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Laravel Eloquent Collection Tutorial With Example | Laravel 5.8 Guide

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Laravel Eloquent Collection Tutorial With Example is today’s topic. The Eloquent collection object extends the Laravel base collection, so it naturally inherits the dozens of methods used to work with an underlying array of Eloquent models fluently. All multi-result sets returned by Eloquent are instances of an Illuminate\Database\Eloquent\Collection object, including results retrieved via the get method or accessed via a relationship.

Laravel Eloquent Collection Tutorial

We will start this tutorial by installing fresh Laravel. Right now, Laravel 5.8 is the latest version of Laravel. If you are new to Laravel 5.8, then check out my Laravel 5.8 CRUD tutorial for starters. Install Laravel using the following command.

composer create-project --prefer-dist laravel/laravel blog

Okay, now set up the database inside the .env file.

DB_CONNECTION=mysql
DB_HOST=127.0.0.1
DB_PORT=3306
DB_DATABASE=blog
DB_USERNAME=root
DB_PASSWORD=root

Next step is to migrate the tables inside the database using the following command.

php artisan migrate

Seed Database

Laravel includes the simple method of seeding your database with test data using seed classes. All the seed classes are stored in the database/seeds directory. Seed classes may have any name you want but probably it should follow some sensible convention, such as UsersTableSeeder, etc. By default, the DatabaseSeeder class is defined for you. From this class, you can use the call() method to run other seed classes, allowing you to control the seeding order.

Create a UsersTableSeeder.php file using the following command.

php artisan make:seeder UsersTableSeeder

We will use Model factories to generate fake data.

Now, write the following code inside the UsersTableSeeder.php file.

<?php

// UsersTableSeeder.php

use Illuminate\Database\Seeder;
use Illuminate\Support\Str;

class UsersTableSeeder extends Seeder
{
    /**
     * Run the database seeds.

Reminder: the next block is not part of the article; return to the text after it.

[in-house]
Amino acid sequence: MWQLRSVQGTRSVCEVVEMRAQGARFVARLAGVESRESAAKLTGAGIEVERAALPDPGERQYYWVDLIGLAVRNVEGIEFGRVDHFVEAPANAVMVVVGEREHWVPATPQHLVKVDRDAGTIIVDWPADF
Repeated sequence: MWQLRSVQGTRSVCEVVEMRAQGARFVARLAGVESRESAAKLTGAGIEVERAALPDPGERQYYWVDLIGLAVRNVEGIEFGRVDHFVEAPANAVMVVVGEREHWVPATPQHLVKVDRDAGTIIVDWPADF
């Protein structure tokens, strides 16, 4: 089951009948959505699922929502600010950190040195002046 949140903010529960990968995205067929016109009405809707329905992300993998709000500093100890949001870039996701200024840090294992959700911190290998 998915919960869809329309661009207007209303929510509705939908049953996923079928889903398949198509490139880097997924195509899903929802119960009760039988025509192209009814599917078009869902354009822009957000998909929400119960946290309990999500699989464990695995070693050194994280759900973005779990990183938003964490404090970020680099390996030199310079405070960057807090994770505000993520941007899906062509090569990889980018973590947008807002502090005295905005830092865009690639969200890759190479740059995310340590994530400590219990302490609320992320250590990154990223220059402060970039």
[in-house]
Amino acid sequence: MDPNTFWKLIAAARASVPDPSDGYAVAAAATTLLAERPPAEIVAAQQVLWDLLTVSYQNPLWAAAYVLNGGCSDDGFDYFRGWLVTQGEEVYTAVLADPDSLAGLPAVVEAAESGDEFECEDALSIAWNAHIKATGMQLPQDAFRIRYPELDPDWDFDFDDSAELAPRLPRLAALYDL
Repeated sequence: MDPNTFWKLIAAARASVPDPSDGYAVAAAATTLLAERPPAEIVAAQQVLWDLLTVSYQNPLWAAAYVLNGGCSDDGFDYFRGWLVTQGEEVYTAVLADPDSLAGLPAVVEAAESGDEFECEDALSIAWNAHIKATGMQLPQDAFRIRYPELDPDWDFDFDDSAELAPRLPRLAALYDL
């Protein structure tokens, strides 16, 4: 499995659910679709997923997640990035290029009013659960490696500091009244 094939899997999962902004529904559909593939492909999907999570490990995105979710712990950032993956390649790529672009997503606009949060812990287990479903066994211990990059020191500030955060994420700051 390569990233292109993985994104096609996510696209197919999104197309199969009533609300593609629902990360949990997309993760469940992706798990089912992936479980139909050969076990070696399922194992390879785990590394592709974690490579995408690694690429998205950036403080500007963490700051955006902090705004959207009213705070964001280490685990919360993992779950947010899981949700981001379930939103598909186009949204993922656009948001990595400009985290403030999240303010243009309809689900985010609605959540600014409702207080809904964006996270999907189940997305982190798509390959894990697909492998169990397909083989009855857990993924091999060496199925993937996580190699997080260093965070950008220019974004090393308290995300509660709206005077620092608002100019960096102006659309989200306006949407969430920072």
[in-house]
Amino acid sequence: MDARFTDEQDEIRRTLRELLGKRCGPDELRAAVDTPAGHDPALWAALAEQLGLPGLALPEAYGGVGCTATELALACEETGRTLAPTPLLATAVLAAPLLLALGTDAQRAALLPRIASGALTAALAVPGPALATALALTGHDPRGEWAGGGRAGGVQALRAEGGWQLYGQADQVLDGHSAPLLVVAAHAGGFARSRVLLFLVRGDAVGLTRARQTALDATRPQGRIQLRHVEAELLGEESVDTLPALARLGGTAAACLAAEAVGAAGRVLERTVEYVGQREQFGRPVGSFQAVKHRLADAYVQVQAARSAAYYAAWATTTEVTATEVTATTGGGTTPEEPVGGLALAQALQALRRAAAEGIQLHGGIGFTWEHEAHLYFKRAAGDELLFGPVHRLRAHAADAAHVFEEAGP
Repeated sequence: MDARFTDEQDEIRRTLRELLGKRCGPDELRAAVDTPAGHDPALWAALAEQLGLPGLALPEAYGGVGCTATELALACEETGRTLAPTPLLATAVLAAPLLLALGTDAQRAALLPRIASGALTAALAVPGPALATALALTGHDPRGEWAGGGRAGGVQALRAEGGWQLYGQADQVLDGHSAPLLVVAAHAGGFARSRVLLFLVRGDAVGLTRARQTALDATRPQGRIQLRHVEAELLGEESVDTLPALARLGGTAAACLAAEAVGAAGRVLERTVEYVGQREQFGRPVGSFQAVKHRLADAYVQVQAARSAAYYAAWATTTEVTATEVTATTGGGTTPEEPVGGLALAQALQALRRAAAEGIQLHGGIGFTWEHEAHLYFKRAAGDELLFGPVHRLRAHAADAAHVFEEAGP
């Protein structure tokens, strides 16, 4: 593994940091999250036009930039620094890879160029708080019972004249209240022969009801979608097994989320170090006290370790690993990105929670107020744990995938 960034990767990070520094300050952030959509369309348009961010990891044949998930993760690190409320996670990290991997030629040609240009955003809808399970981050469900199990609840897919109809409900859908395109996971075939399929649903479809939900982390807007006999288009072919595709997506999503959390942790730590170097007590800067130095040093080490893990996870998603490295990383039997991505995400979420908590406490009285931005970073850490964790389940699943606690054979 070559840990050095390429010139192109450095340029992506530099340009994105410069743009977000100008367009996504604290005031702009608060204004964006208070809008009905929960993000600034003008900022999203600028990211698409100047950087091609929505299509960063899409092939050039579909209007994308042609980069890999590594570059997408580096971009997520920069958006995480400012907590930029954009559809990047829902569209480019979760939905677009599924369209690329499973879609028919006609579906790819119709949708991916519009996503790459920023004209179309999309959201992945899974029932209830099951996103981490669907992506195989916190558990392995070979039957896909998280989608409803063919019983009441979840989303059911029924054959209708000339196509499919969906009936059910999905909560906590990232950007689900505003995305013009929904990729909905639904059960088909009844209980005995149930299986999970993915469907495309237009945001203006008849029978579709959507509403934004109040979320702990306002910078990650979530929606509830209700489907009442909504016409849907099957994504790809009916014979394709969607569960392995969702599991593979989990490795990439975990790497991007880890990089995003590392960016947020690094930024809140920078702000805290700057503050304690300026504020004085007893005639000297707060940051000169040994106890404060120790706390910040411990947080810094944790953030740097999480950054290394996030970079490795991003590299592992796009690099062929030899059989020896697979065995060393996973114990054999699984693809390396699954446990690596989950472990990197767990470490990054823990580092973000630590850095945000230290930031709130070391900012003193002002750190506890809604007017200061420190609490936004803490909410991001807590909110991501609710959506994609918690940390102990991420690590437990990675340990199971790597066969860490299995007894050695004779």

*
     * @return void
     */
    public function run()
    {
        $faker = Faker\Factory::create();
        for($i=0;$i<50;$i++) {
            \App\User::create([
                'name' => $faker->name,
                'email' => $faker->unique()->safeEmail,
                'email_verified_at' => now(),
                'password' => '$2y$10$TKh8H1.PfQx37YgCzwiKb.KjNyWgaHb9cbcoQgdIVFlYg7B77UdFm', // secret
                'remember_token' => Str::random(10),
            ]);
        }
    }
}

So, it will generate 50 random users records in the database.

Now, we need to modify the DatabaseSeeder.php file.

<?php

// DatabaseSeeder.php

use Illuminate\Database\Seeder;

class DatabaseSeeder extends Seeder
{
    /**
     * Seed the application's database.
     *
     * @return void
     */
    public function run()
    {
        $this->call(UsersTableSeeder::class);
    }
}

Before you seed the file, we need to regenerate the Composer’s autoloader using the dump-autoload command.

composer dump-autoload

Okay, now go to the terminal and run the seed file using the following command.

php artisan db:seed

It will generate fake data in the users table.

Laravel Eloquent Collection Tutorial

 

So now, we have test data to work with, and we can query the database using Laravel Eloquent Collection.

Query Data using Laravel Eloquent Collection

Now, write the following code inside the routes >> web.php file.

<?php

// web.php

Route::get('/', function () {
    $users = \App\User::all();
    foreach ($users as $user) {
        echo '<pre>';
        echo $user->name;